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IPTABLE: How to ignore forwarded traffic?

0 votes

Consider the following example: you have a router between two networks, and you want to cut off the
router from the outside world using some iptables rules. However, all traffic that is forwarded by the router between the two networks basically is to be ignored by iptables (i.e., the router does not play firewall for any of the two networks).

Currently, if conntrack is loaded on the router, then conntrack -L on the router lists all the connections, not only those to and from the router, but also all connections between the two. Certainly, it takes some CPU cycles for the router to keep track of all the connections. Also, the number of connections that conntrack can take of is limited.

So is there a way to let Linux "bypass" conntrack and maybe other netfilter stuff when it comes to forwarded packets?

posted Apr 21, 2014 by Deepak Dasgupta

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You can disable conntrack at all by removing of the module. Also you can disable conntrack only for specifyed connections with CT target (--notrack option).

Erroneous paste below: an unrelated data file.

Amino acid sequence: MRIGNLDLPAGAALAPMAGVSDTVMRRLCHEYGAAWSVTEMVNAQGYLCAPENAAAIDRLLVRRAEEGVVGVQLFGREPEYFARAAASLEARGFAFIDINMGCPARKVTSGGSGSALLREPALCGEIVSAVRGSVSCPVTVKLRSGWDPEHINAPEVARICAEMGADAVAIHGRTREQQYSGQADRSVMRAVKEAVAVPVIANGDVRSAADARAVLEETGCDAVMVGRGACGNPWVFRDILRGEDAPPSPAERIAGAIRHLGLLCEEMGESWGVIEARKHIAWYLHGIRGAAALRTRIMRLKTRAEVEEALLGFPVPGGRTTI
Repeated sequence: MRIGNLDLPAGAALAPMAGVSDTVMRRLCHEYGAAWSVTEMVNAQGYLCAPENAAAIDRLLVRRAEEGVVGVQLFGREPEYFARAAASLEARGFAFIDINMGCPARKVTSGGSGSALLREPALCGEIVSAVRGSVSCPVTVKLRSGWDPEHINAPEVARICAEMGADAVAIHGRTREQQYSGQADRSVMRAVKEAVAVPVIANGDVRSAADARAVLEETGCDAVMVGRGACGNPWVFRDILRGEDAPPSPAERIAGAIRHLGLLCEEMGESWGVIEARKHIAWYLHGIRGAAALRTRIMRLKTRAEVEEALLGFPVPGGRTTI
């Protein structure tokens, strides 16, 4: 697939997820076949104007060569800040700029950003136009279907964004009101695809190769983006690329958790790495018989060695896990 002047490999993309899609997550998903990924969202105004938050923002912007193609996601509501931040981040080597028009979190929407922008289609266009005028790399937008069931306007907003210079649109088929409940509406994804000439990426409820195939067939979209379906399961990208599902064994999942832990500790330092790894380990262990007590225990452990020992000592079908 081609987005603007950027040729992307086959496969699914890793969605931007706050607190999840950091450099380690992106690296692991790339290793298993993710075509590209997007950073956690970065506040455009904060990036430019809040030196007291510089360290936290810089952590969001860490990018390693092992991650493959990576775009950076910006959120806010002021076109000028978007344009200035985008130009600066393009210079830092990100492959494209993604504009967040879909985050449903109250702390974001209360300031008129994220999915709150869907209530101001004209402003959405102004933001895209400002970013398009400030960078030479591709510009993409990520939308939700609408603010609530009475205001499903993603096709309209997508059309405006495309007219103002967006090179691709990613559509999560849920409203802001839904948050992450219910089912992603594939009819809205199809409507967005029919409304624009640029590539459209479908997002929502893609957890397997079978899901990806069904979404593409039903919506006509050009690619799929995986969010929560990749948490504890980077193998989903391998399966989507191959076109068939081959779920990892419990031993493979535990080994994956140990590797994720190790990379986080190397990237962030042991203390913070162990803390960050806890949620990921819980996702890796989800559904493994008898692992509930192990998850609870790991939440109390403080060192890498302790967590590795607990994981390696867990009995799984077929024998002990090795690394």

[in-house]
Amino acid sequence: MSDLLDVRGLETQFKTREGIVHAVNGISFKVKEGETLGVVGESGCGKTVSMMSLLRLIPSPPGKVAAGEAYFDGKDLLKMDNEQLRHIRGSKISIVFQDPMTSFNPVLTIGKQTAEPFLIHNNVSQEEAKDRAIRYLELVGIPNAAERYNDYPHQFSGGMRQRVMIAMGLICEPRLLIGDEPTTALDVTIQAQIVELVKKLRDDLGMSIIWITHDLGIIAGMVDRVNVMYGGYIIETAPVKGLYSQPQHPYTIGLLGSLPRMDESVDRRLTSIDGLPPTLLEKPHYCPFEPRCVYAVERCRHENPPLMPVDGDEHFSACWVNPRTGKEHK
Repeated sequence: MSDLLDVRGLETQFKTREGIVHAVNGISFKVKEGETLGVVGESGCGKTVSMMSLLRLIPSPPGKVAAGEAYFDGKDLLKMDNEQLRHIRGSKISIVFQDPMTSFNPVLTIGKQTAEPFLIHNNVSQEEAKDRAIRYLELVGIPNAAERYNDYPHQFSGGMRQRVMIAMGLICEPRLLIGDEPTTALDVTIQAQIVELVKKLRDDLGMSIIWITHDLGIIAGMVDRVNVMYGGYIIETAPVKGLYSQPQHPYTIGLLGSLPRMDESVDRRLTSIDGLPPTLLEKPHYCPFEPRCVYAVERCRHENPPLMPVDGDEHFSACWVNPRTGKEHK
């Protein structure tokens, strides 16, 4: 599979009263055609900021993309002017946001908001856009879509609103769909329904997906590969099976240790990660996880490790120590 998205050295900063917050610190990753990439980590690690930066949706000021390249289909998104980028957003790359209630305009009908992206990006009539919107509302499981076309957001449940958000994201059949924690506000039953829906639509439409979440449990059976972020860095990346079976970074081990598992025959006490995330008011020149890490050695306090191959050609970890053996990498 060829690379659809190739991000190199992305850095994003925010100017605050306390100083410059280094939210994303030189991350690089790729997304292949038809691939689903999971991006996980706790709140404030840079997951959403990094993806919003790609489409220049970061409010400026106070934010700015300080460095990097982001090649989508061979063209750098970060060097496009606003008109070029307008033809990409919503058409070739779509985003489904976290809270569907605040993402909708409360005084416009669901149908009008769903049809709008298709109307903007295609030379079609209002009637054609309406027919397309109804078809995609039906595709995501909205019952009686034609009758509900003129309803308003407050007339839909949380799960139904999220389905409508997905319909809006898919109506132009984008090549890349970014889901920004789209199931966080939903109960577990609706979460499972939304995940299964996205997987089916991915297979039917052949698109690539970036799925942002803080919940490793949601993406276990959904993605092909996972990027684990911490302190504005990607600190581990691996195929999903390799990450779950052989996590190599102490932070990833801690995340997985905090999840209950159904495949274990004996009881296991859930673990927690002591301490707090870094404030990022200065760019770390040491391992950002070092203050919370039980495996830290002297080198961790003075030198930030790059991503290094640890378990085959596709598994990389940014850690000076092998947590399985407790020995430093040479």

> You can disable conntrack at all by removing of the module.

Assume, the firewall protecting the router is stateful (i.e., it uses conntrack).

> Also you can disable conntrack only for specifyed connections with CT target (--notrack option).

I know have the following three rules:

iptables -t raw -A PREROUTING -d -j CT
iptables -t raw -A PREROUTING -d -j CT
iptables -t raw -A PREROUTING -j CT --notrack

So any traffic directed at the router or coming from the router should be conntracked while all other traffic is not. Note, that I don't have any rules in the OUTPUT chain of the raw table, as it seems to me that the default (connections are conntracked) is fine.

Do the above rules seem OK to you?

1 Answer

+1 vote

Seems like OK, but you should add iptables -t raw -A OUTPUT -j CT --notrack to prevent of tracking of the local originated traffic.

answer Apr 22, 2014 by anonymous
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